Adults often ask kids what they want to be when they grow up. A teacher. A firefighter. A ballerina. The list of career choices is endless. I like to tell my kids that they can be whatever they want to be. As a parent, however, I’ve come to the conclusion that in the long run what they do isn’t nearly as important to me as who they become. And research shows that the television shows our kids watch may play a part in our children’s process of “becoming.”

We’ve all heard the phrase, “the moral of the story.” Books, fairy tales and fables all seem to have a moral to the story, or a lesson that the story tries to convey. TV shows for kids often have morals too, yet when media researchers study kids and TV, we seem to rarely study whether or not kids internalize the intended message. Researchers, however, recently did this very thing and discovered that one PBS show has the ability to help support kids’ moral development. Or, as I like to call it, their process of becoming.

Researchers at University of California-Davis and Wake Forest University brought 101 kids ages 4 to 6 into a research lab. Each child watched one of two episodes of Arthur, the PBS KIDS series based on Marc Brown’s popular children’s books.  One episode contained a moral: a lesson about the importance of taking the perspective of others. The other episode related to music appreciation and served as a “control” condition. Researchers found that children who watched the episode with the moral lesson scored higher on measures of perspective-taking. They were better able to think about how another person might feel and to take those feelings into account in their own decision making.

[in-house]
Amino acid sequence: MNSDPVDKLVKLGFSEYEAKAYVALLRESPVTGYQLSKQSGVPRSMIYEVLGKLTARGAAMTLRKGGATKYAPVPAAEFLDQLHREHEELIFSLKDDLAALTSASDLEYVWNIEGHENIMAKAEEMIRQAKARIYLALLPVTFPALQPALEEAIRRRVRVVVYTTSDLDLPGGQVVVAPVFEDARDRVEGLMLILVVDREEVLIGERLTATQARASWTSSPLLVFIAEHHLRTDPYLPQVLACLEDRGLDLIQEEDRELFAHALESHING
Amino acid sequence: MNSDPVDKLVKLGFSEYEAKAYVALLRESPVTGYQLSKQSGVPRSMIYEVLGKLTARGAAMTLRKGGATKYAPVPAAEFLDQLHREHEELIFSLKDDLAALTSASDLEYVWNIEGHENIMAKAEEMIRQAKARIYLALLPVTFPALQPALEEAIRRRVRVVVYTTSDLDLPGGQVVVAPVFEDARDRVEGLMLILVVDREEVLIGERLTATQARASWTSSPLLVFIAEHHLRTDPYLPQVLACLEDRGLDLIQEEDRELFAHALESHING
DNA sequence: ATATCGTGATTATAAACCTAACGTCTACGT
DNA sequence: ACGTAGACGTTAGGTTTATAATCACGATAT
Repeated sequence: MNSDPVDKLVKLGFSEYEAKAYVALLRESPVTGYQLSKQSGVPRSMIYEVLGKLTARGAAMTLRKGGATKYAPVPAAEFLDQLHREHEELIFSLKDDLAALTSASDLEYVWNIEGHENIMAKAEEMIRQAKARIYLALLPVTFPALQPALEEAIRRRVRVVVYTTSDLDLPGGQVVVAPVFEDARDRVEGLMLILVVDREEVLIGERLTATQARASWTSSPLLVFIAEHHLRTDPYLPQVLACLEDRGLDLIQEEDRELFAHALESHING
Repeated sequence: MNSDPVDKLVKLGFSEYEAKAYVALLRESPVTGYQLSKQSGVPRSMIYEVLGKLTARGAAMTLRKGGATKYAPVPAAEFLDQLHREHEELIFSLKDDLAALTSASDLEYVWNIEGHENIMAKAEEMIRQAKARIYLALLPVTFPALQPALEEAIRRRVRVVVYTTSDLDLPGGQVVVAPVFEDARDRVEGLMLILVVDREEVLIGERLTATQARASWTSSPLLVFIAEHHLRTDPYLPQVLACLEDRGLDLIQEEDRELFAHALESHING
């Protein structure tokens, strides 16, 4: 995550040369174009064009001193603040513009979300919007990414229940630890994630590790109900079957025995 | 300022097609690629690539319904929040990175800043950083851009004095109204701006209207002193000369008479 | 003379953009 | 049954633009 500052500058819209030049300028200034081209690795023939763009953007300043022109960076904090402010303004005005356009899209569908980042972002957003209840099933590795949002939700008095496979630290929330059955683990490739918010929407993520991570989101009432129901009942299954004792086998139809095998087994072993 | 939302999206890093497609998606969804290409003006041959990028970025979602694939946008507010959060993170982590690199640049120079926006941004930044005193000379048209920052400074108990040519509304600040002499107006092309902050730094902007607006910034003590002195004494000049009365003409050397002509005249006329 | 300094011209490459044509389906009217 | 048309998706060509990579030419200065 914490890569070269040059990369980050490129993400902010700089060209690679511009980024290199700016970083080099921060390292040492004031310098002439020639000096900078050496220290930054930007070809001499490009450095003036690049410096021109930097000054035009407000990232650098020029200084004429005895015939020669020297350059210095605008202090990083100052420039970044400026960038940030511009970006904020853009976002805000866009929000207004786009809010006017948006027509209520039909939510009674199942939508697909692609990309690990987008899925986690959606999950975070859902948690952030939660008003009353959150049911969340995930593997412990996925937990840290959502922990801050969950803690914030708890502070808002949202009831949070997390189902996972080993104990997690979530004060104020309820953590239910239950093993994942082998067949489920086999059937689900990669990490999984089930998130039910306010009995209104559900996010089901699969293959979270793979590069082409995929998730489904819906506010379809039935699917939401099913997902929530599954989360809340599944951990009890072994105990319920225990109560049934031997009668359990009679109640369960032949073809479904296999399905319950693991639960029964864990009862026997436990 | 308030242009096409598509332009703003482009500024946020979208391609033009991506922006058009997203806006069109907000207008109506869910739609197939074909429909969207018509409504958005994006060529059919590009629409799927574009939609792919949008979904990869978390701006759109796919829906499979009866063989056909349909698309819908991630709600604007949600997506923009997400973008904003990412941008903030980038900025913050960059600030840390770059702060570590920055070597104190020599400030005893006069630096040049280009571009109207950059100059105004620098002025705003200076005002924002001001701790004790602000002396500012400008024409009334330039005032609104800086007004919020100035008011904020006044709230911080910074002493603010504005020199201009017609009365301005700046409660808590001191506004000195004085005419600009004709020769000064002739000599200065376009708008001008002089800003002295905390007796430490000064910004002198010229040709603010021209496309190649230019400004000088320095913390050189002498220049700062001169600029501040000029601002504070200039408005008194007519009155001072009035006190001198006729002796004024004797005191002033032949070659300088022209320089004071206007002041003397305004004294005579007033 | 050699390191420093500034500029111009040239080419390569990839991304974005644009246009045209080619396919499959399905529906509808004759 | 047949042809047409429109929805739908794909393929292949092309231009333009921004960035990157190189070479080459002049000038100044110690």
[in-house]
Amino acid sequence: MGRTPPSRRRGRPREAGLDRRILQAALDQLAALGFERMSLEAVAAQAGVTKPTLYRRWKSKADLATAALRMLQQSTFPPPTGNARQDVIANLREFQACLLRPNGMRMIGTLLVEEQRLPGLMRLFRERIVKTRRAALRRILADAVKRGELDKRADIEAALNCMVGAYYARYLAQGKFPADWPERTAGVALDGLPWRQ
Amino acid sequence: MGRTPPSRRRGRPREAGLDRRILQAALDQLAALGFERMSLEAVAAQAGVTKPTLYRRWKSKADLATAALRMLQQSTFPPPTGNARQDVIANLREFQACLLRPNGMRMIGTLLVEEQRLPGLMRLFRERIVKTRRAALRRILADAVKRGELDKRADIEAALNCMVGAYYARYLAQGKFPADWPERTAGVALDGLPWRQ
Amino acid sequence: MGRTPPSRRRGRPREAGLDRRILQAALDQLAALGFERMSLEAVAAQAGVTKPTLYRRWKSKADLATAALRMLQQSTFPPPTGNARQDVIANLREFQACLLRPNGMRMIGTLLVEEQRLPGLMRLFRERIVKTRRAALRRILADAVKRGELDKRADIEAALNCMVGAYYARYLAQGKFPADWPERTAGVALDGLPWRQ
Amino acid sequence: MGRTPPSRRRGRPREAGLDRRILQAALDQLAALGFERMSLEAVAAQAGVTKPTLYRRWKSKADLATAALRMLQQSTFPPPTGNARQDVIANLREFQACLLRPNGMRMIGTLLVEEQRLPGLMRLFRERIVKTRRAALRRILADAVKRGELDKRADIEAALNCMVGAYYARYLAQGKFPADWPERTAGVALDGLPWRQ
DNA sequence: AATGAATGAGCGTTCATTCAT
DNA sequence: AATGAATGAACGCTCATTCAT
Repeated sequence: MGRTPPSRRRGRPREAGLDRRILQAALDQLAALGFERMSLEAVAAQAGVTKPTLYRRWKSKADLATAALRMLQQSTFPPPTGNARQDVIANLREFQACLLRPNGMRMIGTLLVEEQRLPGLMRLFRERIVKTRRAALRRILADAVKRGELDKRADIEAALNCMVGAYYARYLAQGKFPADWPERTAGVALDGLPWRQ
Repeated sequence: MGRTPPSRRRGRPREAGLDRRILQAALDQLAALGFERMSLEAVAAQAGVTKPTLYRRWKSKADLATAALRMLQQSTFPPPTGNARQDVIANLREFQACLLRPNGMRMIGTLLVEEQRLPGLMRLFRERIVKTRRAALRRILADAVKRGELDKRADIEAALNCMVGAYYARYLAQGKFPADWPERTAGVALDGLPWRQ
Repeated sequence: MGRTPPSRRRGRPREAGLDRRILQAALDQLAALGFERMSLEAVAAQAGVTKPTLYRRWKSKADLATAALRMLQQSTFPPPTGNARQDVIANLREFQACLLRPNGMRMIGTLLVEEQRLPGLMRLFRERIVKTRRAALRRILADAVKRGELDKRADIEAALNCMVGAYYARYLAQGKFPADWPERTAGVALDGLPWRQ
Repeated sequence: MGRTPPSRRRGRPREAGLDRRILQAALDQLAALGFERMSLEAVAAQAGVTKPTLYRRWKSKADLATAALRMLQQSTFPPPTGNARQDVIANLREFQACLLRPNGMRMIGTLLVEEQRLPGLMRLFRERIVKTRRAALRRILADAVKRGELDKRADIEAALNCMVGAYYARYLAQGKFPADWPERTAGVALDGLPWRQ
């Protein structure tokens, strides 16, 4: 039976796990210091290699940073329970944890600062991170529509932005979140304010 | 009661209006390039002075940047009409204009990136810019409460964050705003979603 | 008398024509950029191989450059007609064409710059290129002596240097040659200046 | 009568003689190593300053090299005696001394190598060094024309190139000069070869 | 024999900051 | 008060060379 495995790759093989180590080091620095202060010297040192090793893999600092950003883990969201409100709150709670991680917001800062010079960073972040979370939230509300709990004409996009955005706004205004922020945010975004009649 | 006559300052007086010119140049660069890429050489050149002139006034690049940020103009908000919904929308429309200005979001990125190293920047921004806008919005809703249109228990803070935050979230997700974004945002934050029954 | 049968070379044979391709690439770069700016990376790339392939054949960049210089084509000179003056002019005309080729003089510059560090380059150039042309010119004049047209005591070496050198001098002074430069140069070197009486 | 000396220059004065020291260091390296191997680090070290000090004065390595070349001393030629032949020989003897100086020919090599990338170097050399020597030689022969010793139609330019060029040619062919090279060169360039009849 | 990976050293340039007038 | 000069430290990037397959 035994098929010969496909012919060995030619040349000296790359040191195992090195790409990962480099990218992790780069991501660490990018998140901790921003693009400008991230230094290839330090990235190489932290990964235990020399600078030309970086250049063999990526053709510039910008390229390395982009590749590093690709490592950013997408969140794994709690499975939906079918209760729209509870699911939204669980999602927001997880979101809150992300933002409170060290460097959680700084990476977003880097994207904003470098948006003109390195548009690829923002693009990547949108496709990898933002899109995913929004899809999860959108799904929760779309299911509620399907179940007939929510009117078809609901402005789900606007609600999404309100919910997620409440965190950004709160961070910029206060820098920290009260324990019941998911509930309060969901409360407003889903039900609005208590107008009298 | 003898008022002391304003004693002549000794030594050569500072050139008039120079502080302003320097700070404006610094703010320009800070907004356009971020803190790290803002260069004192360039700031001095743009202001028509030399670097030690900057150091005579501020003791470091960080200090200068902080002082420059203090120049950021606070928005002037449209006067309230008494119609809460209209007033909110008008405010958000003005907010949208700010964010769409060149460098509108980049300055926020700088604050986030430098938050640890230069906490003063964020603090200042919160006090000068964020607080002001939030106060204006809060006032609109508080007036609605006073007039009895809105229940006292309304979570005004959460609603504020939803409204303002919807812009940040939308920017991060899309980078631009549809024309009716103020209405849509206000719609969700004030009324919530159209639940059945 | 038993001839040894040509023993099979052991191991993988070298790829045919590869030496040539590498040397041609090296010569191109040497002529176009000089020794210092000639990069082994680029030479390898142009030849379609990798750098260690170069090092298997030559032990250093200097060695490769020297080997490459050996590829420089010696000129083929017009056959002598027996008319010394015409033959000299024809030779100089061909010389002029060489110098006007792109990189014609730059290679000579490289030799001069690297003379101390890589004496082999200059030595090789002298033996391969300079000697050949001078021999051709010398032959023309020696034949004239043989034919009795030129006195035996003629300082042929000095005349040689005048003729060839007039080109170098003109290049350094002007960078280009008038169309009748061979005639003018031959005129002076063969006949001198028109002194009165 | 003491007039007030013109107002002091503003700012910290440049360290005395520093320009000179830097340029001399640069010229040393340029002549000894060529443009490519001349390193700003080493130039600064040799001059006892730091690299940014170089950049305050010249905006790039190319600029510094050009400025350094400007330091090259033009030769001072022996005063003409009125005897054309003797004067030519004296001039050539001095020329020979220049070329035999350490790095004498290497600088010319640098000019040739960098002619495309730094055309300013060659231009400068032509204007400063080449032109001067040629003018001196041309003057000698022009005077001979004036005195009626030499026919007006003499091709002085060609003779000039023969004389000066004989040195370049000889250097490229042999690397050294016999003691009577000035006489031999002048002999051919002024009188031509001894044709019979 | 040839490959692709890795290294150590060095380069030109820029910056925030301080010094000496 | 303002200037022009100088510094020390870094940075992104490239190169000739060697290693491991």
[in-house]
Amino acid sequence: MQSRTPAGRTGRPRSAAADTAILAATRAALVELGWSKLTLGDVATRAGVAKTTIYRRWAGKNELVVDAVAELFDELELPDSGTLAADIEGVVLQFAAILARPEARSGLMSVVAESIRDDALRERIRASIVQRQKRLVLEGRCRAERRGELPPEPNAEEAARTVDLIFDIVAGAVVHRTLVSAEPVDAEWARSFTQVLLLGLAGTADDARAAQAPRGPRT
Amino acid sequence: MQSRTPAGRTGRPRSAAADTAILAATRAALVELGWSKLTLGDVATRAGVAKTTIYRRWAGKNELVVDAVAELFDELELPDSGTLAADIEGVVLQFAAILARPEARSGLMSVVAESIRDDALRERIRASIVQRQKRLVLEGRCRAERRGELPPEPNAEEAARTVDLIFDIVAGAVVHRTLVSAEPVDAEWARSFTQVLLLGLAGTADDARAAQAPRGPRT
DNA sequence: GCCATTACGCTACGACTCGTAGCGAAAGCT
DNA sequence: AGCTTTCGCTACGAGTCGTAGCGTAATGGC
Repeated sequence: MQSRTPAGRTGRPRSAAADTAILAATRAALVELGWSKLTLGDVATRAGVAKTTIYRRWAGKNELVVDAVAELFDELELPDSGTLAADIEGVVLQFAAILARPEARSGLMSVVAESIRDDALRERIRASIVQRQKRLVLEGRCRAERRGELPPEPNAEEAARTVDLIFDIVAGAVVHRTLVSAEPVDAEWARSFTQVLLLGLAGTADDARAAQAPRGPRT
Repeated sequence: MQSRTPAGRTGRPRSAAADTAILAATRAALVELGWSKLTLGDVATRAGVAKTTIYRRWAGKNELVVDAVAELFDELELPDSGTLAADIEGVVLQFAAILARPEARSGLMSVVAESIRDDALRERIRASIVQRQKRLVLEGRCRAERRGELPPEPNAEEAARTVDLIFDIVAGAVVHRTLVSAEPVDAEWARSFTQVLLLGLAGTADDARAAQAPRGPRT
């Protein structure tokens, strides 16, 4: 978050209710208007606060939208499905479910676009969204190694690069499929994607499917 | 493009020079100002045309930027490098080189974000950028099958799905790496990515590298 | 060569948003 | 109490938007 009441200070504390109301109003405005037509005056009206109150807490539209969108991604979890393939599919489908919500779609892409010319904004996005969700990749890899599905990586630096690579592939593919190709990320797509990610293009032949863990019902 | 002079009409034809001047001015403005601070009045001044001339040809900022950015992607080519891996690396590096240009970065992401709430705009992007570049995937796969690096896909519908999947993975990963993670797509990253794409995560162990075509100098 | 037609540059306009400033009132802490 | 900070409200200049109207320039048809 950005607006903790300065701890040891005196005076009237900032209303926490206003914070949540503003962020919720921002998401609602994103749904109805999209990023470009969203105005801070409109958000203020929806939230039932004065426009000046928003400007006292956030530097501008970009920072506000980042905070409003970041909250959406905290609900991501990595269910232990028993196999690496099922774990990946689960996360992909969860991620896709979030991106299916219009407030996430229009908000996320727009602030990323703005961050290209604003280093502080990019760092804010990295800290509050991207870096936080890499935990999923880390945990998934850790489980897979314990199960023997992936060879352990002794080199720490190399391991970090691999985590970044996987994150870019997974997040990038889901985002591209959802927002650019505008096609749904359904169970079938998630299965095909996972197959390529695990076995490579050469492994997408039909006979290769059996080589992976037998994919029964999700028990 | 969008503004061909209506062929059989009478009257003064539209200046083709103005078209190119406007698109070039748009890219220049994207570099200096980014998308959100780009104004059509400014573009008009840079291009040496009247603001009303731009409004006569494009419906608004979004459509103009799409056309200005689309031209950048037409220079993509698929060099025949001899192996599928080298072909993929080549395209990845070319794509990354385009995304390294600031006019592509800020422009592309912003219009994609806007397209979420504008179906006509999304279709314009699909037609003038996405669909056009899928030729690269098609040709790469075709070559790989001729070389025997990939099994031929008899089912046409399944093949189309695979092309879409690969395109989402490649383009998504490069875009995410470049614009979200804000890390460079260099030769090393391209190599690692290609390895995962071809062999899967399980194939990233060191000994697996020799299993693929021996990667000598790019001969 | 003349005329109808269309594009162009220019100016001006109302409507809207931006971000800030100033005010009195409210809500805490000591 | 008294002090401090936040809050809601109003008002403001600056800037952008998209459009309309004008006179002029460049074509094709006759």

This is particularly important because perspective-taking is essential to developing empathy. Empathy involves imagining what someone else is thinking or feeling and respond in a caring manner. Over time –  and with support –  young children begin to grasp that the people around them have thoughts, feelings, likes, and dislikes that are different than their own.  Perspective-taking helps kids understand that their actions affect the emotions of others.  For example, if they take a toy away from a friend, that friend might feel sad or frustrated.

If that were all the study found, that would be pretty amazing –  a TV show that promotes empathy skills! But the study went a step further by asking kids about the rightness or wrongness of the motivations of a violent character. The study found that kids who watched the Arthur episode with the moral lesson, and who thus exhibited a greater perspective-taking ability, also exhibited higher levels of moral reasoning. They were more likely to say that acting violently is bad because everybody is a human who deserves respect (the high end of moral reasoning) compared to saying that acting violently is bad because you could get in trouble (the low end of moral reasoning). In other words, kids exposed to a moral lesson in Arthur displayed higher levels of moral reasoning.

When my kids grow up, I hope they find something to do that is rewarding to them. But more than that, I hope they are kind. I hope they value all humans, regardless of differences. I hope they learn that happiness can be found in helping others be happy and that devoting time to focusing on others needs’ is time well spent. Ultimately, I hope they become the kind of person who values the humanness in every person they meet.

Parenting is tough. Sometimes it’s all we can do to get our kids out of bed, fed and off to school on time. And instead of trying to develop great human beings, I think we sometimes feel like we’re doing our best to simply not screw our kids up too much. We need all the help we can get to raise kind kids who do the right things for the right reasons. Fortunately, our homes already have access to resources like shows on PBS to help us in these all-important efforts.


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About Eric Rasmussen, PhD

Eric Rasmussen, PhD, is a husband, father of four, professor of communication, and children and media researcher. He is the author of, and his mission is to get research about children and media off the academic shelves and into the hands of those who need it most—parents.

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